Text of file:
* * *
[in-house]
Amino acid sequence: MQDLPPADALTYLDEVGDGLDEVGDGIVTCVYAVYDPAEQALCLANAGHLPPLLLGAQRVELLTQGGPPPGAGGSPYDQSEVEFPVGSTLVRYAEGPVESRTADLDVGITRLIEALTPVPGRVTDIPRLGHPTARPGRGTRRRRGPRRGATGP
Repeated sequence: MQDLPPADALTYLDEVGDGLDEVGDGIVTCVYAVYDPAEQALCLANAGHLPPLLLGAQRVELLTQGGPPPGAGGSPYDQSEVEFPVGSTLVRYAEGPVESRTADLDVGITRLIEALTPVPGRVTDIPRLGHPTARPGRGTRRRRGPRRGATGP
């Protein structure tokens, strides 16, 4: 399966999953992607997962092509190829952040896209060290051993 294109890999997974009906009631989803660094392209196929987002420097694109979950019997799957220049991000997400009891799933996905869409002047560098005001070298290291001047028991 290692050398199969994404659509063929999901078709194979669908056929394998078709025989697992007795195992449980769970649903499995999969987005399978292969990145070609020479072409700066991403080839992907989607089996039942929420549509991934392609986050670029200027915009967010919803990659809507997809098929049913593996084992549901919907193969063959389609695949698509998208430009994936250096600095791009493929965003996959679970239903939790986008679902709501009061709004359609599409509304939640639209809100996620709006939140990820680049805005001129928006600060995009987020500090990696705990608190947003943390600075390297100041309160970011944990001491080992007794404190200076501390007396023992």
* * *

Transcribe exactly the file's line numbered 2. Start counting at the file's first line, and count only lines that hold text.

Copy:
Amino acid sequence: MQDLPPADALTYLDEVGDGLDEVGDGIVTCVYAVYDPAEQALCLANAGHLPPLLLGAQRVELLTQGGPPPGAGGSPYDQSEVEFPVGSTLVRYAEGPVESRTADLDVGITRLIEALTPVPGRVTDIPRLGHPTARPGRGTRRRRGPRRGATGP